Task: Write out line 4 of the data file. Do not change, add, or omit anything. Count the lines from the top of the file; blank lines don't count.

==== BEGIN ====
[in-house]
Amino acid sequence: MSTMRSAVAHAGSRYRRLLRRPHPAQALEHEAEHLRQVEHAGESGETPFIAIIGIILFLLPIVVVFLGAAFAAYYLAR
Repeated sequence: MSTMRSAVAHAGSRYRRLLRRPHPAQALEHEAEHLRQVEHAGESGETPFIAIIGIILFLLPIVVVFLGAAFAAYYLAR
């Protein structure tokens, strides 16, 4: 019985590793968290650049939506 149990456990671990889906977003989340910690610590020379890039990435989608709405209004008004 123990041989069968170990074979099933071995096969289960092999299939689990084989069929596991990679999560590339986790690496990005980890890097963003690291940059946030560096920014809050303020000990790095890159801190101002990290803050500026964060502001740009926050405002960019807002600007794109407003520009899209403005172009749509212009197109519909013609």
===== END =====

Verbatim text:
């Protein structure tokens, strides 16, 4: 019985590793968290650049939506 149990456990671990889906977003989340910690610590020379890039990435989608709405209004008004 123990041989069968170990074979099933071995096969289960092999299939689990084989069929596991990679999560590339986790690496990005980890890097963003690291940059946030560096920014809050303020000990790095890159801190101002990290803050500026964060502001740009926050405002960019807002600007794109407003520009899209403005172009749509212009197109519909013609």